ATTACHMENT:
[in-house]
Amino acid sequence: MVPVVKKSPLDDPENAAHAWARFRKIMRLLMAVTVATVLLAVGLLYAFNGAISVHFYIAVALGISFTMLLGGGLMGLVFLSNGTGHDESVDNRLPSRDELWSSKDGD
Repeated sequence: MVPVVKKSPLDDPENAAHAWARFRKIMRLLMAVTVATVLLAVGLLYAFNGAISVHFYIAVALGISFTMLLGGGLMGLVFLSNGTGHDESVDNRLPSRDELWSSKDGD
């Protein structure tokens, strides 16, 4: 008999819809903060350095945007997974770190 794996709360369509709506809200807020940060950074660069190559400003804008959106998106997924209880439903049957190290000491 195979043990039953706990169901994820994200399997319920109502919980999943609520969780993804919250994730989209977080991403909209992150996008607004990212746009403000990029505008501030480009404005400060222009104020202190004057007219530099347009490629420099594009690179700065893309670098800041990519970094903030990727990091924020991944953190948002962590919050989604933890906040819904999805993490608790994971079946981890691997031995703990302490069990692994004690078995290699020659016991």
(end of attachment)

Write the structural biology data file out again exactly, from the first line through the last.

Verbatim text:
[in-house]
Amino acid sequence: MVPVVKKSPLDDPENAAHAWARFRKIMRLLMAVTVATVLLAVGLLYAFNGAISVHFYIAVALGISFTMLLGGGLMGLVFLSNGTGHDESVDNRLPSRDELWSSKDGD
Repeated sequence: MVPVVKKSPLDDPENAAHAWARFRKIMRLLMAVTVATVLLAVGLLYAFNGAISVHFYIAVALGISFTMLLGGGLMGLVFLSNGTGHDESVDNRLPSRDELWSSKDGD
């Protein structure tokens, strides 16, 4: 008999819809903060350095945007997974770190 794996709360369509709506809200807020940060950074660069190559400003804008959106998106997924209880439903049957190290000491 195979043990039953706990169901994820994200399997319920109502919980999943609520969780993804919250994730989209977080991403909209992150996008607004990212746009403000990029505008501030480009404005400060222009104020202190004057007219530099347009490629420099594009690179700065893309670098800041990519970094903030990727990091924020991944953190948002962590919050989604933890906040819904999805993490608790994971079946981890691997031995703990302490069990692994004690078995290699020659016991």